Comparative linguistics

Bharat Gupt abhinav at DEL3.VSNL.NET.IN
Mon Mar 20 00:00:59 UTC 2000

Robert Zydenbos wrote:
> > > Like the contributions of some other list members, this too reveals a
> > > fundamental misunderstanding. The sentence *should* have read: "[The] Aryan
> > > construct [may have] served not only the colonial regime [even if we do not
> > > know how, and linguists are totally unaware of this, but] it still serves
> > > [i.e., helps] [*to explain*] the current north-south divide [which already
> > > existed for a very long time prior to the British period]."

>"Fundamental misunderstanding", not "English language error". I
> assumed this was clear. Sorry if it was not). ...
> If my additions to your original sentence do not convey any
> new meaning to you, then I fear that your missionary school education has not
> done you much good.

The peremptory "should" reveals the correction that you seek to make in the
thoughts of others expressed by them, in this case in English. Else, you would have
written your own sentence instead of ammending mine. Quite clearly, by "my English"
I could not have meant its grammar etc. Such teaching to write (please look for the
vyanjanaa this time) by missionaries at schools or elsewhere has  done no good to

> On the other hand, if you believe that this Canadian-born reader did not
> understand your correct English correctly, then I invite you to henceforth
> write to this list in Sanskrit. The list could benefit greatly if more
> persons were to do that (and believe me, this is _not_ a joke. Na katha.mcit).

You are not the only one I wish to communicate with on this list, nor is this a place
to display or test my sanskrit on others. You may, but I do not presume that the list
members are waiting to "benefit", and least of all from me. In any case, if sanskrit
was natural or acceptable (ask your other fellow Dravidianologists) to Indology members,
they would be talking in that, instead interjecting mere exclamations.

> So I take it that you agree that the recognition of something like South
> India is not an evil colonial construct by some modern linguists,

My post  " Aryan construct served not only the colonial regime, it still serves the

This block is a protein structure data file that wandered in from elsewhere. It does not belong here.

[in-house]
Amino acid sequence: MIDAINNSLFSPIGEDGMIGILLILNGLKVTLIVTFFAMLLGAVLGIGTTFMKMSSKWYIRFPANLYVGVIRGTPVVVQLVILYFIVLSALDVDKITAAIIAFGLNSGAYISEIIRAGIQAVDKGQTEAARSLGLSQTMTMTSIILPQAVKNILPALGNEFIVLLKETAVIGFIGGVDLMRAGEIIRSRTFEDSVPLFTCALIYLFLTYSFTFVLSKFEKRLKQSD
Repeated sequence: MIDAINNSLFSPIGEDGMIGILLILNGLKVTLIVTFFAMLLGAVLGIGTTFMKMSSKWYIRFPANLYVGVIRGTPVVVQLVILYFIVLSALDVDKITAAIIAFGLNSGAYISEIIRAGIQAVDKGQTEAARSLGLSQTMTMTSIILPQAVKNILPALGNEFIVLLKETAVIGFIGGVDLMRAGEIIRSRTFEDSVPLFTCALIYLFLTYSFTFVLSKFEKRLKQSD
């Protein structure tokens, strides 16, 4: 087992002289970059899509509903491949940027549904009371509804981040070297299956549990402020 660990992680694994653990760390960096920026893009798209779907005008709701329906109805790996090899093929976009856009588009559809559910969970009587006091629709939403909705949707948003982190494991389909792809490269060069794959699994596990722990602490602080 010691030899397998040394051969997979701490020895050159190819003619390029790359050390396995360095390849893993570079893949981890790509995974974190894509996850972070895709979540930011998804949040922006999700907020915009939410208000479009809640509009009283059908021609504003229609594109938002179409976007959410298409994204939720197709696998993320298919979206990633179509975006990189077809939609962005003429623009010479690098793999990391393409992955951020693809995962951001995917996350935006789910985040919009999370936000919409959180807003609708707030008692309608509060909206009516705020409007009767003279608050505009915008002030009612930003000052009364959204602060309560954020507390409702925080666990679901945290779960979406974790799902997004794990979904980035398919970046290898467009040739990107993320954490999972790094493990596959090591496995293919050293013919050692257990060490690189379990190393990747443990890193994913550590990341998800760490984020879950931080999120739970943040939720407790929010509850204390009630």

current north-south divide", has no comment on the existence or situation  of
precolonial Northern and Southern parts of India/Bhaarata/Jambudvipa/Karma
Bhumi/Hindostaan, but on the "current" situation, that is, on the cultural constructs
prevailing in modern times.

In these modern constructs the "Aryan" has given a victim syndrome to many "Dravidian"
south Indians (including the ideologues of Tamil Elam and LTTE) as a result of modern
philological and historical theories. You yourself declare that what Nehru and Kosambi
have said  "in essence still holds good" (whatever that may mean).

By repeating the obvious that North and South Indians invaded each other before the
British came are you trying to absolve the linguists of the strife-promoting impact of
their concepts which they set afloat on evidence which they earlier regarded as
sufficient.  Terms like dravida, pancadravida, kerala or andhra  were geographic
and culturally descriptive but not glossocentrically ethnic promoting new nation states
threatening to carve their own territores.

> But on a very different note: both of us should watch out! Rahul Oka may take
> up the issue with us... Or another
> universal 'scientist' may complain that you refer to the word "dakkhin", and
> that I dare write "pa;ncadraavi.da", while he says that philological data are
> "mushy" stuff and thereby presumably not scientific.

I doubt becasue dakkhin or pancdravida are not so mysterious as the IVC script.

Bharat Gupt

More information about the INDOLOGY mailing list